Bank of Estonia chief: German court's ECB decision remarkable

Bank of Estonia governor Madis Müller.
Bank of Estonia governor Madis Müller.

Head of the Bank of Estonia Madis Müller has called a German constitutional court decision Tuesday which declared the purchase of European Central Bank (ECB) bonds in part illegal a remarkable development, adding that the bank cannot be blamed. Müller also pointed out the political significance of the ruling, which goes against an earlier European Court of Justice (ECJ) judgment.

The ruling requires German participation in the bond-buying scheme ends in three months if the ECB does not amend its practices.

Plaintiffs in the case included the former leader of Alternative für Deutschland (AfD), the largest opposition party in the German parliament, which also has 11 European Parliament seats.

The Bundesbank, the German central bank, is the most influential central bank when it comes to ECB decisions, according to some reports.

Müller: ECB will be able to show it has been compliant with rules

Müller says the ECB cannot be blamed for anything substantive, and the central bank will be able to demonstrate compliance with the proportionality requirement. The judgement is also significant in that it addresses the German goverment and the Bundestag, rather than the Bundesbank or the ECB itself.

"This is indeed a very remarkable decision by the German Constitutional Court," Müller said, ERR's online news in Estonian reports.

"It seems to me that with this complaint concerning the ECB's compliance or non-compliance with the proportionality requirement here, I believe, we can certainly demonstrate that monetary policy decisions are being considered in every way, and it is not just about one asset purchase program," Müller said at a press conference on Wednesday.

More than €2 trillion in government debt purchased since 2015

The German Constitutional Court, Germany's top court and based in the city of Karlsruhe, ruled that the ECB's mass bond-buying to stabilize the eurozone in part violates the German constitution, the BBC reported Tuesday night.

The court said that there had not been enough German political oversight in the purchases, worth €2.1 trillion, of government debt, which had been taken on since 2015 (purchases during the coronavirus crisis are excepted).

If the ECB does not bring the bond-buying program in line with the rules within a three-month period, the Bundesbank will no longer be able to participate, it is reported.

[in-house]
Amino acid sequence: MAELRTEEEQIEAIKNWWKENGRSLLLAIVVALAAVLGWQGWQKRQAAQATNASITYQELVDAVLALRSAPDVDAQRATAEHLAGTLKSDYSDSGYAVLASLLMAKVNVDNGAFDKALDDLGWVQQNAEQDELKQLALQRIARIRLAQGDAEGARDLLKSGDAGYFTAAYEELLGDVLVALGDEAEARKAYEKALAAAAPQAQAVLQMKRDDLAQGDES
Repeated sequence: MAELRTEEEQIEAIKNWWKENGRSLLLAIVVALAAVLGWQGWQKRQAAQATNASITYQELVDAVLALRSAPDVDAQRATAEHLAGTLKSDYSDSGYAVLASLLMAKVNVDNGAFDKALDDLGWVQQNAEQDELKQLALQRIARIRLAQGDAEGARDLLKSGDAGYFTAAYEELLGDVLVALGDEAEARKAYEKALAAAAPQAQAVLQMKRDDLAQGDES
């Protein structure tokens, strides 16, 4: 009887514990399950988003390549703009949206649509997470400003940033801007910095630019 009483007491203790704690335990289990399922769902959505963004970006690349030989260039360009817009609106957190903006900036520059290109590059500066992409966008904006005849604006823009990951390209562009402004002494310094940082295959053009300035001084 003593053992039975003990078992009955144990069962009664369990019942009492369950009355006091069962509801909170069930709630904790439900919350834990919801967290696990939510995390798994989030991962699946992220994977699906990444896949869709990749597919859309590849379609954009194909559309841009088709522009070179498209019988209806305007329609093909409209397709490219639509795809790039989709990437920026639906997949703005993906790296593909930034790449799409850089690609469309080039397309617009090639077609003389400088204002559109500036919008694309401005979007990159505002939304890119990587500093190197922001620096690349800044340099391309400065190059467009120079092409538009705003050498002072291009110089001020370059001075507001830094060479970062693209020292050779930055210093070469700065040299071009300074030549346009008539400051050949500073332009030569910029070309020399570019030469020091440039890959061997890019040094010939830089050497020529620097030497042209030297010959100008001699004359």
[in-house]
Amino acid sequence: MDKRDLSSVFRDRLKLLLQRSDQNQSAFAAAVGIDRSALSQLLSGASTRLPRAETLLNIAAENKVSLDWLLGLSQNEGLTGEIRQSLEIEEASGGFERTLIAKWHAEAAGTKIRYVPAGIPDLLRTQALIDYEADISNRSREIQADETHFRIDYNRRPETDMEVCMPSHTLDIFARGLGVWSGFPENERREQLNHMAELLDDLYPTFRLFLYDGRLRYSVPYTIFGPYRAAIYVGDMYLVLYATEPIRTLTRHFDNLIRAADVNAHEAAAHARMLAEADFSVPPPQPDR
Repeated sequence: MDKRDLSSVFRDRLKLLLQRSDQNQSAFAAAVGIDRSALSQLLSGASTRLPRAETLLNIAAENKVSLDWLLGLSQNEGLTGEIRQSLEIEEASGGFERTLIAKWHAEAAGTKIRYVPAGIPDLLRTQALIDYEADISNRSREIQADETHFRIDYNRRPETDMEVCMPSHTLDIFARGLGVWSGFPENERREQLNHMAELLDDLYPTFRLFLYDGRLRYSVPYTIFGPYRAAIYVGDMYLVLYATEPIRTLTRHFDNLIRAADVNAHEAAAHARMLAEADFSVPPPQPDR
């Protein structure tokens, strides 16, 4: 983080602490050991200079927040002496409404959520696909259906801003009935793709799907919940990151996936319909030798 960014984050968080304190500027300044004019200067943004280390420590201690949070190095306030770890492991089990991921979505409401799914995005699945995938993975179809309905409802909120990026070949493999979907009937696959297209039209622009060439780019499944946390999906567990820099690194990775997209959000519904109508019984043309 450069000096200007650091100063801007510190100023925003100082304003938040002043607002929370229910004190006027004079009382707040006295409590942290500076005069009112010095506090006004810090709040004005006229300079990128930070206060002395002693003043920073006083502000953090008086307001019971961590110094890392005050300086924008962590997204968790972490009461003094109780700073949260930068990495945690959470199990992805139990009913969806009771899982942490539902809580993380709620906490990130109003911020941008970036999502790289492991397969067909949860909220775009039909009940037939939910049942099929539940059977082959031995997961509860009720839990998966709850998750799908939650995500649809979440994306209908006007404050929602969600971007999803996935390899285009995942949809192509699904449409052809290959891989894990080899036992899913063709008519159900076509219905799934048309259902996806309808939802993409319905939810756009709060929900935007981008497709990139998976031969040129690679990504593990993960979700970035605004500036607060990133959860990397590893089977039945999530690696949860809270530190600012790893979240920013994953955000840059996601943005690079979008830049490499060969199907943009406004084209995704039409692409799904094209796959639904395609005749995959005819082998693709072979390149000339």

Madis Müller noted that before the decisions of the ECB's governing council are taken, working groups will be held with the participation of all central banks, which consider the pros and cons of various alternatives. 

"I believe that it will certainly not be possible to blame a substantive shortcoming in this regard," he said.

"However, it is true that, from the ECB's point of view, this is a delicate situation, as it is not addressed to the ECB, nor even the German central bank, but rather to the German government and the Bundestag," Müller went on.

ECJ ruled differently

"Also in 2018, the European Court of Justice (ECJ) ruled on this same asset purchase program, saying then it does not infringe European law."

Müller said it is now necessary to discuss how best to provide reassurance to both the German court and the government and parliament of that country, and to explain all the considerations which have always existed when making monetary policy decisions.

According to Tueday's ruling, the Bundesbank should no longer participate in the ECB's Public Sector Purchase Program (PSPP) - the scheme that involved the bond-buying - until a new decision is taken by the ECB's Governing Council.

The court also ruled that the Bundesbank, the German central bank, must sell the bonds it had already bought, though on the basis of a long-term strategy and in coordination with other eurozone countries. 

In Germany, a total of €533.9 billion worth of bonds had been purchased under the PSPP at the end of April, ERR's online news in Estonian reports.

The plaintiffs in the case, who say the purchases violate the EU ban on one eurozone member subsidizing the debts of another are, according to the BBC, a group of German academics, including former Alternative for Germany (AfD) leader Bernd Lucke.

They argue that the purchases violate the EU ban on one eurozone member subsidizing the debts of another.

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Editor: Andrew Whyte

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